Maybe you did do something that wasn't the smartest thing you could ever do. Maybe it is taking more time than you thought it would to lose those last 10 pounds. And maybe you are having a bad hair day, or maybe there is a pimple on the tip of your nose. The truth is, we all experience these things. They are not just your flaws. Neither are they the end of the world. If you can stop the self-talk that helps keep your self-image at its all-time low and affects your self-esteem, you can begin to reverse your perspective.

That's what you're working on here, your perspective.

You are good enough. You are smart enough. You are beautiful enough. But it doesn't matter what I say. It only matters how you perceive yourself.

Today, make it a point to look at yourself in a more positive light. Look in your bathroom mirror and tell yourself something flattering. Don't wait for others to flatter you. Learn to flatter yourself. Learn to rely on how you feel about you, not how others might feel about you. When you can do this, others will then see the same. You won't have to convince them. You won't even need to convince them. You won't even worry much about what they have to say about you at all. You'll have figured it out for yourself. That's what these BIKE rides are all about, taking the time to figure yourself out, taking the time to get to know you and become the you you want to be. When you give yourself this precious time, you're giving yourself a better life, an abundant life, a life that you deserve.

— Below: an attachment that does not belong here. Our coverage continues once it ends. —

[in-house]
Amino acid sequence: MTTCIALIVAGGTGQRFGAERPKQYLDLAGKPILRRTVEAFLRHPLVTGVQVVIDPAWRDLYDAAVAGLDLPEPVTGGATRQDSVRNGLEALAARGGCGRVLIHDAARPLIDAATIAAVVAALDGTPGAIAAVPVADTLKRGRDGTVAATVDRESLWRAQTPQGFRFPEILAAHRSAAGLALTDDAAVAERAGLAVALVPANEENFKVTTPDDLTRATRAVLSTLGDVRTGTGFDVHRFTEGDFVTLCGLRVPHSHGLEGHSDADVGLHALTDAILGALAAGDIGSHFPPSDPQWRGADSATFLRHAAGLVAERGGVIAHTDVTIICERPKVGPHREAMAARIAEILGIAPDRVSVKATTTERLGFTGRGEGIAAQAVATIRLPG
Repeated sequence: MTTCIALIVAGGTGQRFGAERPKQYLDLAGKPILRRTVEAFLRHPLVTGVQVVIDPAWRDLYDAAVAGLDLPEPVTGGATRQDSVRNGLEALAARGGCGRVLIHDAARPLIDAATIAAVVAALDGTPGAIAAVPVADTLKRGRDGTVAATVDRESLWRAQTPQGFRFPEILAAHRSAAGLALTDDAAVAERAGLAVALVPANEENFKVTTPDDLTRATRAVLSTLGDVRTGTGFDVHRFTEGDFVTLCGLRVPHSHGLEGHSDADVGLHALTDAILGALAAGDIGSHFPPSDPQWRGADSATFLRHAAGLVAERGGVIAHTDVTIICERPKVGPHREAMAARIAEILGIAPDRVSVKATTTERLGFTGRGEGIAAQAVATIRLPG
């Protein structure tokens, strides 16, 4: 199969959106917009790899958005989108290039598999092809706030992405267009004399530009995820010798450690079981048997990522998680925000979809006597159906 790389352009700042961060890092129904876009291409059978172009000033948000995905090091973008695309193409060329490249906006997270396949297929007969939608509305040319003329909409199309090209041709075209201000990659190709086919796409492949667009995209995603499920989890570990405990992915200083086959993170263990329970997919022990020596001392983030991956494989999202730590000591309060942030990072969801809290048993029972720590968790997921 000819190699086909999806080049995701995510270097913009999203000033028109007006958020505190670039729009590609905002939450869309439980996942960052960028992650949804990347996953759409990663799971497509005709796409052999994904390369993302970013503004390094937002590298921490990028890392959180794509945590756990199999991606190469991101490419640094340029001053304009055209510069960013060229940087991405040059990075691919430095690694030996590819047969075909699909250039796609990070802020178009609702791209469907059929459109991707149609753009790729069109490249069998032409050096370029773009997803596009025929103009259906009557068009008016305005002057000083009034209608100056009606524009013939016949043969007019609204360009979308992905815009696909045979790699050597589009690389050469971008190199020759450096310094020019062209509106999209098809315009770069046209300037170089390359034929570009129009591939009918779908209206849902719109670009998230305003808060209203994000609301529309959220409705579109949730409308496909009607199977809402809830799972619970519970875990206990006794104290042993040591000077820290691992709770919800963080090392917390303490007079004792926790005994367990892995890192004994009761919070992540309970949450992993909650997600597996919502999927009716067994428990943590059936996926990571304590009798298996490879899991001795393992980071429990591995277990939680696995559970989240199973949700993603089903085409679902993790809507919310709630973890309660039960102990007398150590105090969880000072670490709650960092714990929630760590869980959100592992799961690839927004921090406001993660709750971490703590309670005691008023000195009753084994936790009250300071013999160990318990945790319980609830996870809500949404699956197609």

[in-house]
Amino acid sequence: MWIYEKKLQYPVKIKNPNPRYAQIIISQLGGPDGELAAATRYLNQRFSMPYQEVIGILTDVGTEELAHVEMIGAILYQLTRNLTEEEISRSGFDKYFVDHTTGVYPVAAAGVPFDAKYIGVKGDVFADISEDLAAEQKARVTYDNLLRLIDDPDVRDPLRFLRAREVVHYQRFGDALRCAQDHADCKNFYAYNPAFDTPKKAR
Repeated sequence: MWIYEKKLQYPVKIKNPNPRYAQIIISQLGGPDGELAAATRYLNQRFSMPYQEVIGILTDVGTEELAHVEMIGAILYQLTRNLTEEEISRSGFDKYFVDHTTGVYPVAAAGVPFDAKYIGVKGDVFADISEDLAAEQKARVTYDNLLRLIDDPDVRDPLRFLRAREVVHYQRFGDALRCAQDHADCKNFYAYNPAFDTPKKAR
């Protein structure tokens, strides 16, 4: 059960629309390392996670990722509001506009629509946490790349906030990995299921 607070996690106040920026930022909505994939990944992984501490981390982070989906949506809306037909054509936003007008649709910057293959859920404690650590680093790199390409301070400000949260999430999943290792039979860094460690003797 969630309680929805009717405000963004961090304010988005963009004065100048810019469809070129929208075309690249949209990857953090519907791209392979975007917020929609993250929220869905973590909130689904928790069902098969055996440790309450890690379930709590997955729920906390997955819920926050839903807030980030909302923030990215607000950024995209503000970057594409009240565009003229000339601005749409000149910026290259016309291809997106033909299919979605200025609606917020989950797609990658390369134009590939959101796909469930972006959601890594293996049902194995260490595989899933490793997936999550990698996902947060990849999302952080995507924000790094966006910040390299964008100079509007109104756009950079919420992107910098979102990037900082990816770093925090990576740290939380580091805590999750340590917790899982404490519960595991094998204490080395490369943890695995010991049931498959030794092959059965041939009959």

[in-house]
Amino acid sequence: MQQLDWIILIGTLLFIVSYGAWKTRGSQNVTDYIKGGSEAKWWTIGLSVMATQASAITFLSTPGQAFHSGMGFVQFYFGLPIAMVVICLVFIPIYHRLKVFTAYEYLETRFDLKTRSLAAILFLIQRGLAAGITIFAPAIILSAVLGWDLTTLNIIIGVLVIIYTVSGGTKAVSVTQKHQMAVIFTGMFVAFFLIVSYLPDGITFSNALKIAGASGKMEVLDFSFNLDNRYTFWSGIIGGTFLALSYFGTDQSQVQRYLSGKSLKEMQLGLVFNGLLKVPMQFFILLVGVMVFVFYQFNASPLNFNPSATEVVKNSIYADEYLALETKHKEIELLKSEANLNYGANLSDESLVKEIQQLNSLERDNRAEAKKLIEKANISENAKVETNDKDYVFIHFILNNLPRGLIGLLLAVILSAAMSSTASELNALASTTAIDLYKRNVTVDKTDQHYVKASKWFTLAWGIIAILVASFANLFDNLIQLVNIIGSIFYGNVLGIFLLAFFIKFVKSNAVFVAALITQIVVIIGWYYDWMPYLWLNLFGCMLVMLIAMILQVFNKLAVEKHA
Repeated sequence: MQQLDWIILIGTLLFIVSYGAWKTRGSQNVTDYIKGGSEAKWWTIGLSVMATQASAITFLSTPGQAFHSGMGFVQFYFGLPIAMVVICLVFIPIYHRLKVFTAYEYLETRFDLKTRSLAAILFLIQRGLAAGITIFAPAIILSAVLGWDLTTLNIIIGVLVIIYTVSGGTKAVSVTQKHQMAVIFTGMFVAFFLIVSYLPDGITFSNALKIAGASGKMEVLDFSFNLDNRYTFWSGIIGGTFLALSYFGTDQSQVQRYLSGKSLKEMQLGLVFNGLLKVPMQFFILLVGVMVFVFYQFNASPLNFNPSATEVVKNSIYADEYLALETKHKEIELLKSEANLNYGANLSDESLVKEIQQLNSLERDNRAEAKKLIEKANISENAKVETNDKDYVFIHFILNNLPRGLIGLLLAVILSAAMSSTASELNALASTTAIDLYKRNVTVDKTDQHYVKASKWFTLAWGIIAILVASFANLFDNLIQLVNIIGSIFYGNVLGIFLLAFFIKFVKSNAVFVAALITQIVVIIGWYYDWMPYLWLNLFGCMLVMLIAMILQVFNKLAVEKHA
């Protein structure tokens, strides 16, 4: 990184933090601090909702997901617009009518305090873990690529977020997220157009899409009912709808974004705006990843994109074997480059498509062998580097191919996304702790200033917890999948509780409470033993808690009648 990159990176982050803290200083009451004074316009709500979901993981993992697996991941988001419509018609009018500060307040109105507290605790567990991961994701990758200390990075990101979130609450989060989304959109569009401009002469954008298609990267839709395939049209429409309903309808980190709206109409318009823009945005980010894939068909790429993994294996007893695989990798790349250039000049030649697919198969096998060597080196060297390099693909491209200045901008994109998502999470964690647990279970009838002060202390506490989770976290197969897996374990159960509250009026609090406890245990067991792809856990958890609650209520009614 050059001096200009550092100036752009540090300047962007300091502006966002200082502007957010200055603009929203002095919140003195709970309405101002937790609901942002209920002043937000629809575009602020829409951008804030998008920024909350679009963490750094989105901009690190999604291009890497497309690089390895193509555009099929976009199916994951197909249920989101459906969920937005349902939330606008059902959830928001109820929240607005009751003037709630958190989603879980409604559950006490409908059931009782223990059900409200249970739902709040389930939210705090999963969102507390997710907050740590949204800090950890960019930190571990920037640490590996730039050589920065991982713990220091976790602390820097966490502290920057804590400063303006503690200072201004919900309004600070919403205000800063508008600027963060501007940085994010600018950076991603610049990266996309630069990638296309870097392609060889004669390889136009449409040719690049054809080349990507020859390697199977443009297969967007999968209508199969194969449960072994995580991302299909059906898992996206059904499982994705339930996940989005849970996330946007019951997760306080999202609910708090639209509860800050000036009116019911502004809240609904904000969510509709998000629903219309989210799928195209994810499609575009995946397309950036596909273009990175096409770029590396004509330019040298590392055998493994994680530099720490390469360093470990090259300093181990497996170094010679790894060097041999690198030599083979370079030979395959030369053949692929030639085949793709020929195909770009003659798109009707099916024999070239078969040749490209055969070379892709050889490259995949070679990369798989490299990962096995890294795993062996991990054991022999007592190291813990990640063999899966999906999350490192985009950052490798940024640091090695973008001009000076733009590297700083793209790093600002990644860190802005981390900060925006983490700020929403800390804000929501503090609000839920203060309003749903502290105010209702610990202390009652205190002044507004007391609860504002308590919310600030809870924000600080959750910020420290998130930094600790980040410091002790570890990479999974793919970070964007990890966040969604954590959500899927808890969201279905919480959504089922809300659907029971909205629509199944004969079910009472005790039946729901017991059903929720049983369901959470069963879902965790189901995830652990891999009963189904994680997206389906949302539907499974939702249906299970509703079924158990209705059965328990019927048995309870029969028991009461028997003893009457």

All my best,


Sue said...

Best best friend is going through these emotions right now, wondering what is wrong with her that her husband left. I'm trying hard to get her to understand she's beautiful and wonderful, that it was just her husband wanted out for his own selfish reasons and it made it easier for him to make her look and feel bad. Bottom line, someone else's choices aren't about you, but their own shortcomings.

The BIKE Lady said...


Send your friend to my blog. What she's going through mentally is probably harder to deal with than any of the legal or financial issues she'll be confronting. If she can take care of the mental chaos, she'll be able to find the strength to deal with everything else.

Tell her to begin begin at the start. I spill my guts here, but that really seems to reach people, and that's my intention--to transform lives.

Thanks for visiting and thanks for caring about your friend.


Sarah Ludwig Rausch said...

Thanks for sending me over here, Jackie. This post is very helpful, and SO true!

Jen A. Miller said...

Wow, what a great post. I was involved with a terrible guy who left me for someone else -- and I did the same thing: Thought it was my fault. He, too, criticized my weight, my hair, my style. I used running to work through that pain, and now I run not because of him but for me.

It's such a hard thing to learn, but I'm glad I did.

Dara Chadwick said...

Jackie, so well said...great post!